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Japan’s Top Central Banker: BTC is 'Barely Used' for Settlements

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Japan’s Top Central Banker: BTC is 'Barely Used' for Settlements

In an interview with Bloomberg on Thursday, Bank of Japan Governor Haruhiko Kuroda said that the vast majority of BTC trading is “speculative and volatility is extraordinarily high.” 

Recent price movements add weight to Kuroda’s claim. BTC has fallen by 8% in the past day to $36,187 and by 11.31% in the past week, according to data from Nomics

Much of the crash from all-time highs of about $64,000 in April was triggered by a single tweet from Tesla and SpaceX CEO Elon Musk, who said on May 12 that his electric car company would no longer accept BTC as payments, citing environmental concerns. 

The rest of the damage came from China, when three national payments associations warned against speculative BTC trading early last week. A few days later, the country’s financial committee, overseen by the State Council, added BTC mining to a laundry list of financial risks that it would monitor. This was the first time such a high-ranking office spoke out on the sector.

After citing its volatility, Kuroda dismissed BTC as “barely used as a means of settlement.”

BTC advocates have long given up hopes of BTC becoming a means of payment settlement—either for buying everyday goods and services, or for financial institutions settling cross-border trades. BTC is too expensive and slow to be convenient.

Instead, BTC proponents regard the leading crypto as a store of value, much like gold. Other coins, such as XRP, Litecoin and BTC Cash are designed with payments in mind; lower fees and quicker settlement times make them more attractive.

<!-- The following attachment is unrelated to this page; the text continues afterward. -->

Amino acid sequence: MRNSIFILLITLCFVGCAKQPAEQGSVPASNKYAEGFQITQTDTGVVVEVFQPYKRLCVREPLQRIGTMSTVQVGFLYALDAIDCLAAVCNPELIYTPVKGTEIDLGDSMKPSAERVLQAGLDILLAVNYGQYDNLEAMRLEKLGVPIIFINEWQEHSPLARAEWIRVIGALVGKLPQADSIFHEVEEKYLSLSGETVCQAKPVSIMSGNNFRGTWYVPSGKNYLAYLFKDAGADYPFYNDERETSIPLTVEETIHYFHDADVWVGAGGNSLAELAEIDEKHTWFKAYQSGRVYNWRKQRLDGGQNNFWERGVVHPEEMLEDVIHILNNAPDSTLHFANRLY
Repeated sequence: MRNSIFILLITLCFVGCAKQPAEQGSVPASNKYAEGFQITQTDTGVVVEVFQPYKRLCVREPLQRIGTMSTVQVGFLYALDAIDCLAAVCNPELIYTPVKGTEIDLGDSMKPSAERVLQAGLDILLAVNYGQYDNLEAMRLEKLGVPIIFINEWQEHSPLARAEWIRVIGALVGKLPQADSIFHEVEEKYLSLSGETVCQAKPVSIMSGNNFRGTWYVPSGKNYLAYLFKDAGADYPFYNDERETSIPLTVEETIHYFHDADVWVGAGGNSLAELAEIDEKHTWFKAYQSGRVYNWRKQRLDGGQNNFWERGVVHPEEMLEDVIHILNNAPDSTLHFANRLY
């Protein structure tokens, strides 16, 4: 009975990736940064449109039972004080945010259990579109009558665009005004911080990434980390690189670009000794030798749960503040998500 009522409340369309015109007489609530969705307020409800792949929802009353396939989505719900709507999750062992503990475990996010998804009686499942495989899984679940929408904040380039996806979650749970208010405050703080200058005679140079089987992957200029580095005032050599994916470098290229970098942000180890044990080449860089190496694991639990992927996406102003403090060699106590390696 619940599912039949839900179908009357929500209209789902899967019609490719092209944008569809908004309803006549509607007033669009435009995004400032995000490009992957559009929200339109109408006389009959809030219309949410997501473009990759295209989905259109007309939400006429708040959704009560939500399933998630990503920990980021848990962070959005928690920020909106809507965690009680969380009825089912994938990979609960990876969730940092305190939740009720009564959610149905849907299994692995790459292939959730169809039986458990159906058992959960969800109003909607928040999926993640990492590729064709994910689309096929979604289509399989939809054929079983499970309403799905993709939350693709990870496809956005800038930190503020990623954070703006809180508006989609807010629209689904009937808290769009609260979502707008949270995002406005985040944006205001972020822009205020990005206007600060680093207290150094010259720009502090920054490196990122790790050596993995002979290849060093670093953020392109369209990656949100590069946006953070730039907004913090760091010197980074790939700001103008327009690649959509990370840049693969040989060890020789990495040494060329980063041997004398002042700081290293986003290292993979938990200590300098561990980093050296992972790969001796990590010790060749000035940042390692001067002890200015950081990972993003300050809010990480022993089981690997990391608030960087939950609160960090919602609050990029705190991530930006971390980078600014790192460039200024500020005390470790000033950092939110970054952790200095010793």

Elon Musk: Lightning Can Solve BTC’s Scaling Problem

Kuroda’s final criticism against BTC is that it is backed by thin air. He contrasted BTC with stablecoins—cryptocurrencies pegged to a specific asset, often the U.S. dollar. Each USDC, for instance, is reportedly backed up by real dollars, and USDT (Tether) is backed up by 76% of cash and nebulous “cash equivalents.”  

Kuroda added that stablecoins need to adhere to regulatory standards to become a convenient means of payments. 

Japan is studying whether it should issue its own digital yen. Last month, it kicked off the first phase of a year-long study to determine whether a central bank digital currency is the right way to go. Most countries are doing the same, although only a few have issued them. Japan lags behind China, which is currently piloting its own digital yuan. 


All content in this article is for informational purposes only and in no way serves as investment advice. Investing in cryptocurrencies, commodities and stocks is very risky and can lead to capital losses.

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